Updated: Nov 14
What can I buy my child to help their gross motor development?
Being the parent of a newly born baby is incredible, albeit tiring. Suddenly, we turn into seeing how the world functions between the hours of 12 and 4am, as well as the hours that follow on from that.
While your baby is working on burping, settling or feeding, a common past time is online shopping, and what better topic than the little bundle of joy currently nestled in your arms!
So, as a paediatric physiotherapist, I’ve come up with a small selection box of ideas you can take away for each gross motor developmental stage, all the way up to 2 years of age. Please note that these are just ideas for gross motor, and development for babies comes in a whole raft of forms (cognitive, speech, fine motor).
None, just you! A new-born baby is often either in need of sleep or feeding, and doesn’t spend a great deal of time awake. However, on the times they are awake and settled, a great thing to work on is tummy time. This can be on the floor or simply on you (in a leant back position), all will help a baby to begin to understand how gravity is working on their body, and help to build neck muscle strength.
A play mat. This could be anything from a soft rug to a full-blown floor gym. A baby just needs a safe place on the floor where they can practice turning their head on their tummy and on their backs.
sensory materials. Foil/crinkly paper that gives a nice noisy response and feels good on bare feet can be a brilliant source of motivation to kick legs against. This can be done both on the baby’s tummy or back.
Play mats that can make noises/interact on pressure. Play mats that have crackling noises, or small parts that may squeak when laid on can be great entertainment for rolling on. Anywhere from 5-7 months rolling is typically achieved.
Equally, wooden rattles and sensory balls (soft spikes, noises etc) are all lovely motivators to roll and reach for!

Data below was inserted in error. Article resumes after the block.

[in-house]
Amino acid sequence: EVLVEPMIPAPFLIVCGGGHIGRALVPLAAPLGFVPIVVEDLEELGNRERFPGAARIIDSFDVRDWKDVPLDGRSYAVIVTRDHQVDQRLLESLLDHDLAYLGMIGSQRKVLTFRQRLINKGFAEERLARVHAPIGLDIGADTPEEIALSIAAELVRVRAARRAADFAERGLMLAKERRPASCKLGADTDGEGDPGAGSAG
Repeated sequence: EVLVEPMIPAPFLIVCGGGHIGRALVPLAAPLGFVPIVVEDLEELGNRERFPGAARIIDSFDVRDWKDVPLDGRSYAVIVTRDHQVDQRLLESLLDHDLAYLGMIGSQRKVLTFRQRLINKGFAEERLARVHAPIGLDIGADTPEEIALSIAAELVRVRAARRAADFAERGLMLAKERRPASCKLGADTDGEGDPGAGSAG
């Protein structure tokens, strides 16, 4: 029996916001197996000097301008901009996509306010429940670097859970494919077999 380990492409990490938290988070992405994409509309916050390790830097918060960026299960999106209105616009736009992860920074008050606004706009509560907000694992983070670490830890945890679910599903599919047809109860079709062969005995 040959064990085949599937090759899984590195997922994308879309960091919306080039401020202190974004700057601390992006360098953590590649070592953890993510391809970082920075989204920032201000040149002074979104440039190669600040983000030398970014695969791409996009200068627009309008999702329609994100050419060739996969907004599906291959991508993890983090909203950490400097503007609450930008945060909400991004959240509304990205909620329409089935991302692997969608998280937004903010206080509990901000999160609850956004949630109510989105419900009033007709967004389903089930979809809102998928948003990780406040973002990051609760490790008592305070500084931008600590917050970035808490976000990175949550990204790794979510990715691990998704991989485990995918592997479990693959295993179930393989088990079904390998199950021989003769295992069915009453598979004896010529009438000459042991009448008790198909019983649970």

Surfaces of a different height: As your baby, may now be quite interested in sitting, rolling, and generally moving out of their current position, anything that helps them on their way towards being on their own two feet will be ideal. Often the surfaces within the living room (coffee table and sofa) are a perfect height, and readily available, however you can also consider some of the many styles of indoor soft play bits of equipment that are online. These have blocks with different heights which can be ideal to crawl up onto, and push onto to access standing, and most importantly, a soft landing.
Motivational toys! Your baby will start to show an interest into toys they like by this stage, and so it’s great to feed into this to encourage your baby to develop a confident ability to crawl. For example, if your baby likes cars, then wooden click clack cars, that then roll away, are perfect to chase after.
Trundle toys. Any type of trundle toy, which is an item with a wheeled base and a handle for the baby to hold onto when walking is perfect to give them a little stability, as they’re learning to take their first steps. There are many wooden versions with building blocks fitted into the base, but other ideas can be baby shopping trolleys/prams. If you feel as though your baby likes these, but the item is moving too fast for them, placing heavier toys inside the base can slow the trundle toy down, making it more steady.
You can also refer to the previous- motivational toys idea, to encourage crawling up the stairs. By allowing your baby to crawl up the stairs, and motivating them by placing a toy on the step above them each time, while you are right behind them, they will soon learn that safe transition up.
Chairs! By now your baby could be climbing up onto grown up chairs, or sitting themselves at their own mini table and chairs, showing understanding of their body in space, and being able to negotiate themselves to sit. A baby’s own table and chair could then turn into a lovely space to focus on fine motor development, such as mark making.
Another great idea for this age is a soft landing… As your baby is developing confidence on their feet, soft landings such as grass and soft play centres are a lovely place to practice falling without injury!
Trikes and footballs. Babies can learn to kick, and propel themselves on wheeled trikes and balance bikes at this age, as they further develop that understanding of how their own body works in relation to an inanimate object.
Enjoy! Every stage of a baby’s gross motor development is incredible, and mostly they will just go through these phases in their own time. Some will be early, and some will be later. ‘Normal development’ has a good 6-month window, so there is plenty of time to be developing these stages. Should you ever be concerned about your baby’s development, please discuss with your health visitor, GP or a children’s physiotherapist.
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